Of course, the first statistic has little relevance going forward. The now required trigger for potential tribunal claimants to notify Acas and for Acas then to ask about early conciliation means that there will no longer be discretionary 'enquirers' – everybody will be asked about their interest as a matter of course. But what about the rate of uptake? Is that a good indicator of receptive or positive attitudes prevailing henceforth? It might be nice to think so, but remember that the 99% is derived from a pool of those who were motivated to look at the facility voluntarily. And our previous feature noted reasons why employers might well eschew early conciliation, as they are quite entitled to do.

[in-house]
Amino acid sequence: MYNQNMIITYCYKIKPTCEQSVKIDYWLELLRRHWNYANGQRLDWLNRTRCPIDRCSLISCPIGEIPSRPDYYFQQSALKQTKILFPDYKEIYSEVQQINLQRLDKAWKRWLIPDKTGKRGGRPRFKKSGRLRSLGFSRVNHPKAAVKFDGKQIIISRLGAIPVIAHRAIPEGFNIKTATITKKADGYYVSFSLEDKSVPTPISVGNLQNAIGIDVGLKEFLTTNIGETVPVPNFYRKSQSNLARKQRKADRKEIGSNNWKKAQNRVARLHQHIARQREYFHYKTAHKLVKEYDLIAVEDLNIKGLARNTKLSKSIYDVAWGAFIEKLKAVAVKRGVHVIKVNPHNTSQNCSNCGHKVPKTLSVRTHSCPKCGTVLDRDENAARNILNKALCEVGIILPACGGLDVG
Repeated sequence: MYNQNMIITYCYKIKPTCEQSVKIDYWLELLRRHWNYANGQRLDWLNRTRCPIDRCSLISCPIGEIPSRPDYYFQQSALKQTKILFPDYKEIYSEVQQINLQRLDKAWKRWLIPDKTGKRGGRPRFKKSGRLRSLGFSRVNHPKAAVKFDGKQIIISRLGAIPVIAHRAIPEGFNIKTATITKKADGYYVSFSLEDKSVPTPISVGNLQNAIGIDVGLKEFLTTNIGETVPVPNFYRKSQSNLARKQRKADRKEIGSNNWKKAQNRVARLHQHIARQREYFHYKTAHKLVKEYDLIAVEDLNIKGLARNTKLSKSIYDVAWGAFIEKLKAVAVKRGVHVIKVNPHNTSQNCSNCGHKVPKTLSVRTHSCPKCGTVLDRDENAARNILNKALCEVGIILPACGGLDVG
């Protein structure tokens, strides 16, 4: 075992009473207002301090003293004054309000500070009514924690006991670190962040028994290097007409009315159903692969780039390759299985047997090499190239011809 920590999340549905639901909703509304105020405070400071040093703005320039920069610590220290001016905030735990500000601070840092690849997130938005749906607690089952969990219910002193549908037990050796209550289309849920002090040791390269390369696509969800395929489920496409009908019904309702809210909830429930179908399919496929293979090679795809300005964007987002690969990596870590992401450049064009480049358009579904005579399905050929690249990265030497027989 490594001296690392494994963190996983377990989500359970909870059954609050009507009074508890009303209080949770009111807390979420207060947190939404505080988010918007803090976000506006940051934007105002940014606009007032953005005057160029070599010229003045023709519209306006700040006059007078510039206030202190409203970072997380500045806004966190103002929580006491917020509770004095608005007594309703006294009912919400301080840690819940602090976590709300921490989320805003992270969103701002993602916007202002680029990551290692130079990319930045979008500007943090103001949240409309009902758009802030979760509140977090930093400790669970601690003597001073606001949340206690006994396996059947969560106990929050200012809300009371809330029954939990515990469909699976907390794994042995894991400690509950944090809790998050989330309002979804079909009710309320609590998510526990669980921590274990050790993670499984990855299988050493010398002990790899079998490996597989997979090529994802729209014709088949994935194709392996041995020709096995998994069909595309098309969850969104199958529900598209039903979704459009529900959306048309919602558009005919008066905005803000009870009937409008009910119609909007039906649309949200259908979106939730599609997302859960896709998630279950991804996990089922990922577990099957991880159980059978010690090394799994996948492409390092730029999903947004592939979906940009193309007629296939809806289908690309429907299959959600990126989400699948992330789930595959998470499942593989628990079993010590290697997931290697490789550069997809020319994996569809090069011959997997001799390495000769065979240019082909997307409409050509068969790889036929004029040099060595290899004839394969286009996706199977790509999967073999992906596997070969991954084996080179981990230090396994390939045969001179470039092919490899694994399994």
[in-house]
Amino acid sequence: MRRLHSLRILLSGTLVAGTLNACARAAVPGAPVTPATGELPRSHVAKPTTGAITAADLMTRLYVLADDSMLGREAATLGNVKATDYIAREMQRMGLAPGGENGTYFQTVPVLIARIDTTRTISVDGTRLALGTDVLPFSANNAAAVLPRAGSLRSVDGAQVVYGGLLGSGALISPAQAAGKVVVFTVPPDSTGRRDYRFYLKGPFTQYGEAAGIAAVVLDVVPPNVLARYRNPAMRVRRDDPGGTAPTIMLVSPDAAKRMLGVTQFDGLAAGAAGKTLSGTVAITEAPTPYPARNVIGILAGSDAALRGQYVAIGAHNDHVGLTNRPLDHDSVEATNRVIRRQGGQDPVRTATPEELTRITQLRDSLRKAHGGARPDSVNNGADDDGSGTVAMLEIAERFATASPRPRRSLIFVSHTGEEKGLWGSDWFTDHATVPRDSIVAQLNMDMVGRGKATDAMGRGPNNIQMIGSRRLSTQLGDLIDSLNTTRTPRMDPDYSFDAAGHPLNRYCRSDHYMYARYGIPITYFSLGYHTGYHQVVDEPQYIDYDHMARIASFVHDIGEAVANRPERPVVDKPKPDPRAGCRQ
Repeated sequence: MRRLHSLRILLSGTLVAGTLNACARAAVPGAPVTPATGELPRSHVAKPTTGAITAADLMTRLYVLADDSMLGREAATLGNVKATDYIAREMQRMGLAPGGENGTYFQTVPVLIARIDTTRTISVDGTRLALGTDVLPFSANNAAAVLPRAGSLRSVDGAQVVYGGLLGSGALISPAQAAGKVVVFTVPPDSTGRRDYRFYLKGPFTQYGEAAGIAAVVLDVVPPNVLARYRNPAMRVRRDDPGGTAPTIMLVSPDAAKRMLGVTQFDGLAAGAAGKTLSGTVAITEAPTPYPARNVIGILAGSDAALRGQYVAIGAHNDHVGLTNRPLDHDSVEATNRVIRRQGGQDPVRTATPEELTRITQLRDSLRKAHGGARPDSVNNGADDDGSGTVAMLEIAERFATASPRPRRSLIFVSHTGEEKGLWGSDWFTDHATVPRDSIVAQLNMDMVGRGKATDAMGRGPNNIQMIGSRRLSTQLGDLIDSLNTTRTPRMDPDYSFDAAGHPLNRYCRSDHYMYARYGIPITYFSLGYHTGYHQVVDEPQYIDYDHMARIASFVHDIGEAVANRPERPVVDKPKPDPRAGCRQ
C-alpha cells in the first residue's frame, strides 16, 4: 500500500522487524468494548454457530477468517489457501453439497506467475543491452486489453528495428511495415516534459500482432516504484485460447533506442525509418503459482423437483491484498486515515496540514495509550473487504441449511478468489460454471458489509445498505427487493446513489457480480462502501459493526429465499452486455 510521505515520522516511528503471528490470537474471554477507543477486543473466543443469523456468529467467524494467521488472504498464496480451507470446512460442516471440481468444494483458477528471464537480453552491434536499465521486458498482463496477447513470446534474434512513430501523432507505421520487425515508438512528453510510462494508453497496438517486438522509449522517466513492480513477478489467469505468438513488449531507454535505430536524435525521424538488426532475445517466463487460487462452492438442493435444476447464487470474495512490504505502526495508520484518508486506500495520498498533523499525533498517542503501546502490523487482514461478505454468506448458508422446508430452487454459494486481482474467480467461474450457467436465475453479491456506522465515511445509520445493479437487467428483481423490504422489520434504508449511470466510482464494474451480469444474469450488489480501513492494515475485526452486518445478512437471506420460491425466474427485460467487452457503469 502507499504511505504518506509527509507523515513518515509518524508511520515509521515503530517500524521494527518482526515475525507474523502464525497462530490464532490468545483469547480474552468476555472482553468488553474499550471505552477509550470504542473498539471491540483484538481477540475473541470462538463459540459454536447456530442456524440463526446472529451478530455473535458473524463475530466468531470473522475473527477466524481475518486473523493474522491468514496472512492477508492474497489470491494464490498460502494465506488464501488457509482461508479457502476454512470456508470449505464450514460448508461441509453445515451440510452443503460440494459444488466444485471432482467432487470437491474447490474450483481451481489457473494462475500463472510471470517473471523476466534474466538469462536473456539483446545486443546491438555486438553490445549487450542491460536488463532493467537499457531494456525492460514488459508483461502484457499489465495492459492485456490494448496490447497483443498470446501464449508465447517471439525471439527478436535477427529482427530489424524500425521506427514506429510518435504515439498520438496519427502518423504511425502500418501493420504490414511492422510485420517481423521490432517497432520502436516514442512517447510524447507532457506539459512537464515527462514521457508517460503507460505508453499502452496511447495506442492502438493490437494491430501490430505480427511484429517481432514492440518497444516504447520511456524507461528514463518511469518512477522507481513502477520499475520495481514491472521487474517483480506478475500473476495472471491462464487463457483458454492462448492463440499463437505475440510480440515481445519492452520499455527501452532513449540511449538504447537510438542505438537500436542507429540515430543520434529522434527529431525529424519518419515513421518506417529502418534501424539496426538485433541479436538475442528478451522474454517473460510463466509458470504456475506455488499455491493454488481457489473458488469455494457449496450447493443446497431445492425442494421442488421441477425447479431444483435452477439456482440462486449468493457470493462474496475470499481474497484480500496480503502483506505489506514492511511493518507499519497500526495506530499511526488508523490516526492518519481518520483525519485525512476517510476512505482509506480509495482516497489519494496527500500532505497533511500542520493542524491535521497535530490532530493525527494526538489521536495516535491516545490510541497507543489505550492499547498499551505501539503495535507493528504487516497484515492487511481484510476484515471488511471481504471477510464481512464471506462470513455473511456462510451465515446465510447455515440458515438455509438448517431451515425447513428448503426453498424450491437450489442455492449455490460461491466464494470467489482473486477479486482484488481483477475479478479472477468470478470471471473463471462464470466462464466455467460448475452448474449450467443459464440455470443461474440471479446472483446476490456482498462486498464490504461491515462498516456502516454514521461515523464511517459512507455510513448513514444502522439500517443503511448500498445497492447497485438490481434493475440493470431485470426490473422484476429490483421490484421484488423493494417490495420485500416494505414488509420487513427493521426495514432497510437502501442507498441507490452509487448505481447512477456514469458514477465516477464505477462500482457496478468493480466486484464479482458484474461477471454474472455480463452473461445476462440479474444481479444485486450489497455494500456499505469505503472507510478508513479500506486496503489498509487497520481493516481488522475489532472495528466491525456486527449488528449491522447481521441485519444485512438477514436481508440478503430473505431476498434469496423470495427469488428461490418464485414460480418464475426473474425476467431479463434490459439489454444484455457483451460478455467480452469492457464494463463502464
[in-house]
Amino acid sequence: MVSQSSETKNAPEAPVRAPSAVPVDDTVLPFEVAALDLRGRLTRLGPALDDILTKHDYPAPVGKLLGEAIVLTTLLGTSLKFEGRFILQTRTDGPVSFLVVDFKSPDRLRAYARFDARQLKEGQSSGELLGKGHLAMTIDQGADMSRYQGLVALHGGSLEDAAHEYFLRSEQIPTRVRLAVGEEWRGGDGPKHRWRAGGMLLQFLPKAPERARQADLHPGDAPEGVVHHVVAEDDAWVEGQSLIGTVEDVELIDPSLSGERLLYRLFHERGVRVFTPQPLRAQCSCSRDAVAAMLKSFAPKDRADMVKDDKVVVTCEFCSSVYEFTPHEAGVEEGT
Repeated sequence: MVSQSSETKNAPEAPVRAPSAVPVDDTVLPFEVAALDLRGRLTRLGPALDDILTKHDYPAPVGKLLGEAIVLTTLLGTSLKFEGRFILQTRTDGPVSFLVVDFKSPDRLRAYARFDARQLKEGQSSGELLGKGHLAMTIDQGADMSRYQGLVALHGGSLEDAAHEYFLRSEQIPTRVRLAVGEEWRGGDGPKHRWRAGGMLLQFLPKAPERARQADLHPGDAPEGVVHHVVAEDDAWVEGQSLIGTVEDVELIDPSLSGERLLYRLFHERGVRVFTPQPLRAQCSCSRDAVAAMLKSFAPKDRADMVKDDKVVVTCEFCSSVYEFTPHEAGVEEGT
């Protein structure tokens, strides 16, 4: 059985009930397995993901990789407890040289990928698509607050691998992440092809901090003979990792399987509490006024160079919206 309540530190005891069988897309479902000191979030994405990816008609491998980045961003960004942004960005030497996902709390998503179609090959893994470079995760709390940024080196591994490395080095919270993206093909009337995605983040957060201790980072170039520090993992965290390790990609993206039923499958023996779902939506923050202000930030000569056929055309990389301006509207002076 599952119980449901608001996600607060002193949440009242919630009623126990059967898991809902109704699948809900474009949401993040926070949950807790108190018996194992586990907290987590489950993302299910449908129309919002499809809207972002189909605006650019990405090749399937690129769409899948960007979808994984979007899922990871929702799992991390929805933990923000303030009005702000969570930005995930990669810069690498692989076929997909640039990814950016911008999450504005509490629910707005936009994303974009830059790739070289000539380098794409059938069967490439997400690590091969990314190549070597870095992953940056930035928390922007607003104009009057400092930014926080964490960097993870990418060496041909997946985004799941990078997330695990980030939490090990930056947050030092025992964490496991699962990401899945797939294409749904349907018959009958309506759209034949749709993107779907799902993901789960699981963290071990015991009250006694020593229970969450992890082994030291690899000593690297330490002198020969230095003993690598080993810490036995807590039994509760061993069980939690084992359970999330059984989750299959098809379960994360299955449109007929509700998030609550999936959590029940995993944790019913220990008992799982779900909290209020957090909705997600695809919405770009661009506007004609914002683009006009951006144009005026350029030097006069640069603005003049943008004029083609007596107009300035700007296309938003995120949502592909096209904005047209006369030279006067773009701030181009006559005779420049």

More than fair shares in TUPE

We are used to reciting that an acquisition of a (majority) shareholding does not amount to a TUPE transfer between seller and buyer. In terms, that is quite correct. But this mantra has a couple of wrinkles in it. They are derived from the fundamental principle that the existence (or not) of a TUPE transfer ultimately rests on where the assets, activities and day-to-day management of the acquired company will reside after that transaction.

So, seven years ago, in Millam v The Print Factory, the Court of Appeal was able to find that the purchaser of shares in company X also became, under TUPE, the direct employer of the workforce – because the evidence was that that purchaser (a holding company) was thereafter directly carrying out the activities of company X.